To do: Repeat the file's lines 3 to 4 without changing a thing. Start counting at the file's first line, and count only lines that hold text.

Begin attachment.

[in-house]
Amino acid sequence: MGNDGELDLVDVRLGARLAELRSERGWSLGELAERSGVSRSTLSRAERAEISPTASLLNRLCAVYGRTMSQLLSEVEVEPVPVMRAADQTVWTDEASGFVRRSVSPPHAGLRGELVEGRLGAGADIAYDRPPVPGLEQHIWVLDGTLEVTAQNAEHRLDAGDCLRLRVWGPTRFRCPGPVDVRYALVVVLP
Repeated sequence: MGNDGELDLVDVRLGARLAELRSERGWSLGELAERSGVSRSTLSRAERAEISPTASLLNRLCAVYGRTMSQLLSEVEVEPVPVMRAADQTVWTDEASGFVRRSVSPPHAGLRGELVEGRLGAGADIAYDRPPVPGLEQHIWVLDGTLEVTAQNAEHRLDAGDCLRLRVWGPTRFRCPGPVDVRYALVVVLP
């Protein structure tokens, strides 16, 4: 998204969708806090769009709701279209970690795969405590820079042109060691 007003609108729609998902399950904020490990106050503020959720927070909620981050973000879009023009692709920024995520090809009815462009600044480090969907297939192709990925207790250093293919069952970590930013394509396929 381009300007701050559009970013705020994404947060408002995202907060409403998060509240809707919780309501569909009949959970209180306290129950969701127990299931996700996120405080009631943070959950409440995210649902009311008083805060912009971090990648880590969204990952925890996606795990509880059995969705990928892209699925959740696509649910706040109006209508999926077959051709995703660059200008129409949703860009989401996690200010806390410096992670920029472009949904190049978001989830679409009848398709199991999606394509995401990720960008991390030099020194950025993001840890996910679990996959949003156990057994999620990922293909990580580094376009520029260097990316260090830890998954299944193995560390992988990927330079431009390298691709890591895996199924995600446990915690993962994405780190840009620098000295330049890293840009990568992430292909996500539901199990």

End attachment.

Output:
Repeated sequence: MGNDGELDLVDVRLGARLAELRSERGWSLGELAERSGVSRSTLSRAERAEISPTASLLNRLCAVYGRTMSQLLSEVEVEPVPVMRAADQTVWTDEASGFVRRSVSPPHAGLRGELVEGRLGAGADIAYDRPPVPGLEQHIWVLDGTLEVTAQNAEHRLDAGDCLRLRVWGPTRFRCPGPVDVRYALVVVLP
């Protein structure tokens, strides 16, 4: 998204969708806090769009709701279209970690795969405590820079042109060691 007003609108729609998902399950904020490990106050503020959720927070909620981050973000879009023009692709920024995520090809009815462009600044480090969907297939192709990925207790250093293919069952970590930013394509396929 381009300007701050559009970013705020994404947060408002995202907060409403998060509240809707919780309501569909009949959970209180306290129950969701127990299931996700996120405080009631943070959950409440995210649902009311008083805060912009971090990648880590969204990952925890996606795990509880059995969705990928892209699925959740696509649910706040109006209508999926077959051709995703660059200008129409949703860009989401996690200010806390410096992670920029472009949904190049978001989830679409009848398709199991999606394509995401990720960008991390030099020194950025993001840890996910679990996959949003156990057994999620990922293909990580580094376009520029260097990316260090830890998954299944193995560390992988990927330079431009390298691709890591895996199924995600446990915690993962994405780190840009620098000295330049890293840009990568992430292909996500539901199990």